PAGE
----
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is to attach antibody to the toxin in a way that makes the whole drug stable in the bloodstream, so that the cell-killing payload is released in the tumor where it belongs, Junius says. Genentech already had an antibody that it knew hit a proper target on cells for about one-fourth of breast cancer patients. What it needed was a method to link that antibody to a toxin from ImmunoGen to make it more potent.
This may sound straightforward, but the field has been plagued with failures. The first drug to work like this, Wyeth’s gemtuzumab ozogamicin (Mylotarg), has been a commercial flop since it was approved in May 2000. One key reason: The drug didn’t have a stable enough linker between the antibody and the toxin, which meant that the toxin broke off early and started floating around the bloodstream, causing side effects, before it could get to the tumors. (ImmunoGen isn’t the only company with an idea on how to solve this problem. Bothell, WA-based Seattle Genetics (NASDAQ: SGEN) has been soaring this year after it reported outstanding results of an empowered antibody drug for Hodgkin’s disease at a medical meeting in December.)
If ImmunoGen has really solved this problem, it stands to reap big rewards. Antibody drugs as a class generated $18 billion in sales in 2008, Junius says. Worldwide sales of Herceptin alone exceeded $4.3 billion last year, and ImmunoGen stands to collect a “mid-single digit” royalty on worldwide sales of the newer version. That means if the more potent Herceptin can reach that same level of sales, and ImmunoGen actually gets a 5 percent royalty, it would collect $215 million a year without having to spend a penny on its own sales force.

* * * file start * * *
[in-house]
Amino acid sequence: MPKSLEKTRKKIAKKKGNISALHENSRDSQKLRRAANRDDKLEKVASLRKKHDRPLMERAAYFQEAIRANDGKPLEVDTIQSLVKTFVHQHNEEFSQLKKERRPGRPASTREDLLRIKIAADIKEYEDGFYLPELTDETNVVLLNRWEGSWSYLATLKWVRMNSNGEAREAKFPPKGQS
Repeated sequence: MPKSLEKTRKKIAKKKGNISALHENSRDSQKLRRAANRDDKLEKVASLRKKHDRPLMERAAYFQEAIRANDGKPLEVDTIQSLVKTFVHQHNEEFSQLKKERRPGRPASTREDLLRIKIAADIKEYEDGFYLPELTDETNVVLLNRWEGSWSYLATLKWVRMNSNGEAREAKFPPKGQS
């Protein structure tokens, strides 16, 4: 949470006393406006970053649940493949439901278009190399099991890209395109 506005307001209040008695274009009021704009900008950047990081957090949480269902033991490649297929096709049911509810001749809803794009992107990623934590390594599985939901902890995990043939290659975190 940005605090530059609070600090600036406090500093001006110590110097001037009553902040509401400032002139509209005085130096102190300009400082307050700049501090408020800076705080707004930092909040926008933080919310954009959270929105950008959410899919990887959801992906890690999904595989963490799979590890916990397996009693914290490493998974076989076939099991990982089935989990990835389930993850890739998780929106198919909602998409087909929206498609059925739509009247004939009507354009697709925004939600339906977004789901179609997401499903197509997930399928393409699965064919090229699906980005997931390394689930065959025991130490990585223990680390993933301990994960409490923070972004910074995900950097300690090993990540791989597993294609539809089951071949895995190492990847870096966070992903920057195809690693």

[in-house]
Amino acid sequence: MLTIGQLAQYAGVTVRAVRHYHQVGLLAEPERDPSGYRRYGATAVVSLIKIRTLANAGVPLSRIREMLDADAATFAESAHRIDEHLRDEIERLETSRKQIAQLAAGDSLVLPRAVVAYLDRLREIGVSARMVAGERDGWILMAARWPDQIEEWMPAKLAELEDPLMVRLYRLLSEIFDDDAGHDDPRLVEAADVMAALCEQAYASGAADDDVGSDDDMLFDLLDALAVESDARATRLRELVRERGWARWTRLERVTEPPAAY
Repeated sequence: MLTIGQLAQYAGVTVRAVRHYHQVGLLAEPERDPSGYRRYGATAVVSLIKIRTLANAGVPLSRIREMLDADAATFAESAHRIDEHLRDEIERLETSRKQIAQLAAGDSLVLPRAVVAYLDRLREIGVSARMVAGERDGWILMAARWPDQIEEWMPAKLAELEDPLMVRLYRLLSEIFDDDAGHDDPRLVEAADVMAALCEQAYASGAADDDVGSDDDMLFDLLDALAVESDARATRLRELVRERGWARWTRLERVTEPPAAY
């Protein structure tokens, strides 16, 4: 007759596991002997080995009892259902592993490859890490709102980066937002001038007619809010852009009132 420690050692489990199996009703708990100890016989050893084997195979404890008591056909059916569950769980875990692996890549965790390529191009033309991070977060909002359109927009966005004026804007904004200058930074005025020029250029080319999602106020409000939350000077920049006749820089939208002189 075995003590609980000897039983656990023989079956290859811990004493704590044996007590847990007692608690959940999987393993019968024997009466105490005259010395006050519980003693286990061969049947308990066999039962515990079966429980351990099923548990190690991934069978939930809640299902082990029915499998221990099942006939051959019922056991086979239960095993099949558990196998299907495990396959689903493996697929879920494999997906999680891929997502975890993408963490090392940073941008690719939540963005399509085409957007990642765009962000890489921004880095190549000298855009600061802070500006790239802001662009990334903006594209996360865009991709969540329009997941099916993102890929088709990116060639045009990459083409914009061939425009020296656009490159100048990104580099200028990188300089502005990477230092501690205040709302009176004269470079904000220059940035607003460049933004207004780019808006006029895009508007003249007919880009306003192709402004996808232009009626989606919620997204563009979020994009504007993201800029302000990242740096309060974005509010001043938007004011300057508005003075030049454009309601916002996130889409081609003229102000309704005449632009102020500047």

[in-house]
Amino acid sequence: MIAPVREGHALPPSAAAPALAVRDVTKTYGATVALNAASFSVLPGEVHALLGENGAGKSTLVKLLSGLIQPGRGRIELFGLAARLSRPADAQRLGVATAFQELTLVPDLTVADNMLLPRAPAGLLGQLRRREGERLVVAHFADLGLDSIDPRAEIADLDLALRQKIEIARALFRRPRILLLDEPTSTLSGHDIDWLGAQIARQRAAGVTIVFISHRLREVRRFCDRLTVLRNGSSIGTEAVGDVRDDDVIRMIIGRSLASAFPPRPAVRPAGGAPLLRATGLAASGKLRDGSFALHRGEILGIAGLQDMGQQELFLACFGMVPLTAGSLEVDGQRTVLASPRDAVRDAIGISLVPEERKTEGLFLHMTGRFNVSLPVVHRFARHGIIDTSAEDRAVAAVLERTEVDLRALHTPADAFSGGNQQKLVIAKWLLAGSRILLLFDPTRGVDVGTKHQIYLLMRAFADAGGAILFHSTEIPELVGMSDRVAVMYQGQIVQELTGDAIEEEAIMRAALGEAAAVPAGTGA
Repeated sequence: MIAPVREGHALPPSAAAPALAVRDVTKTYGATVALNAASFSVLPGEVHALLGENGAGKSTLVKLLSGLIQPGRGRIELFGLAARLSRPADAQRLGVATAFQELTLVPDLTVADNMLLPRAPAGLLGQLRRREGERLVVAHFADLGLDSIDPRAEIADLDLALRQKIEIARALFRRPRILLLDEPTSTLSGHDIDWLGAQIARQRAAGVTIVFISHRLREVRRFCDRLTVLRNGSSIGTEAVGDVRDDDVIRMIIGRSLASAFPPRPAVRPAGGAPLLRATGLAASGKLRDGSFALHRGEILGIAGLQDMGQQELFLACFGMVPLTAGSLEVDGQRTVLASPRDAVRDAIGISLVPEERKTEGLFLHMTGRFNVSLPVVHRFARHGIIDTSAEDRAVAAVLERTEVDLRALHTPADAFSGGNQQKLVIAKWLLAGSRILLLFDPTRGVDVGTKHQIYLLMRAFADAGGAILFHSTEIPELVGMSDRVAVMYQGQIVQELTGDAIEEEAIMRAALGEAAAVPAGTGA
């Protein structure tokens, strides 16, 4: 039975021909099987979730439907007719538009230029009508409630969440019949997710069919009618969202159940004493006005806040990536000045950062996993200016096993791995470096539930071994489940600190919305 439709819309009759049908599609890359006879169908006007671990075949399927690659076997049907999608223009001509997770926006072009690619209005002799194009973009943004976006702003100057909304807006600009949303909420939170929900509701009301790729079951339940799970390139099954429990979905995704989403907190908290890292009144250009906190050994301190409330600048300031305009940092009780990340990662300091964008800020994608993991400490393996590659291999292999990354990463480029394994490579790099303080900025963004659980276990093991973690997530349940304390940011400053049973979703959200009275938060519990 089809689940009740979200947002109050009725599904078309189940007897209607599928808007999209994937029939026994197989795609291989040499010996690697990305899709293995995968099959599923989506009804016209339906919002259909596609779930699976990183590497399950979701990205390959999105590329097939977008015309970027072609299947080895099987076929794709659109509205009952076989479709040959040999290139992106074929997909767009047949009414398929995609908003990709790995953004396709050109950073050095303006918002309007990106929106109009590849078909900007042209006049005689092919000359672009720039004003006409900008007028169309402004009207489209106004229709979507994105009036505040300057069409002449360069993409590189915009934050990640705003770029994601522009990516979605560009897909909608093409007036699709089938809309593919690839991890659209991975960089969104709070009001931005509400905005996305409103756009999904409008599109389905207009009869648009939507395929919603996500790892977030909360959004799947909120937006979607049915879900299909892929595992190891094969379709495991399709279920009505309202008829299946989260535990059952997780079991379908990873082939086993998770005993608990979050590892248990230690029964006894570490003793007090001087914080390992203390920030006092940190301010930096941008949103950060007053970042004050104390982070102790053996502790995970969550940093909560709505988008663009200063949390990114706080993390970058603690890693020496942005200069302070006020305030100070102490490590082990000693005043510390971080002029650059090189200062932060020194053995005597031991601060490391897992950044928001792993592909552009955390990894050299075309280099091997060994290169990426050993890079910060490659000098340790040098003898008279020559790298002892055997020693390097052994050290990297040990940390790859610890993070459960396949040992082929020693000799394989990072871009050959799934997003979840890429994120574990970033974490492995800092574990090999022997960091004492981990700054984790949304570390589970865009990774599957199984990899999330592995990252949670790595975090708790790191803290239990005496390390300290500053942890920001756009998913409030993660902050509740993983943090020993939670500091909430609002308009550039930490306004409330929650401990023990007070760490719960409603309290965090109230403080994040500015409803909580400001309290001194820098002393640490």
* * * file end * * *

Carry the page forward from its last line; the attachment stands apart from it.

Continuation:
Junius is clearly excited to have such meaty data from Genentech to tell investors about, but he’s also quick to point out ImmunoGen isn’t putting all its eggs in that one basket. The company has eight drugs in clinical trials, five of which are being pushed ahead by partners, while it retains full ownership of three others, Junius says. The current pipeline is built on hard knocks of the past, in which ImmunoGen learned that certain tumors respond differently to drugs that combine antibodies with toxins. (For example, for cell biology nerds out there, it apparently makes a difference whether the antibody itself gets chopped up once inside a tumor, or whether the linker gets sliced up to release the toxin, Junius says.)
Like with every biotech company today, I had to ask Junius if he has enough cash to soldier on through this downturn. ImmunoGen has about a year’s worth of cash on hand, so it still needs to watch its expenses carefully, especially in a stock market where it’s not easy to hit up investors for another round of financing, Junius says.
Junius, 56, has spent his career on the financial side of the business, and was promoted from chief financial officer to CEO in January to replace Mitchel Sayare. Maybe because ImmunoGen has been humbled by dashed hopes of the past, Junius said he wanted to steer clear of too much bravado.
For example, at the end of our conversation, when I asked him if he has a vision of building up a sales and marketing team and becoming a fully-integrated company, he said he has no intention of building up that capability now. The company needs to watch its spending, he says. ImmunoGen has suffered in the past from what he called “self-inflicted wounds” in which it struggled to get people to enroll in studies fast enough, which is important in order to get a clear answer on how to best spend company resources, he says.
“I’m probably the wrong kind of guy to be in this industry, but I’m actually risk-averse,” Junius says. “We really should walk before we try to run. Right now, we’re somewhere between crawling and walking.”
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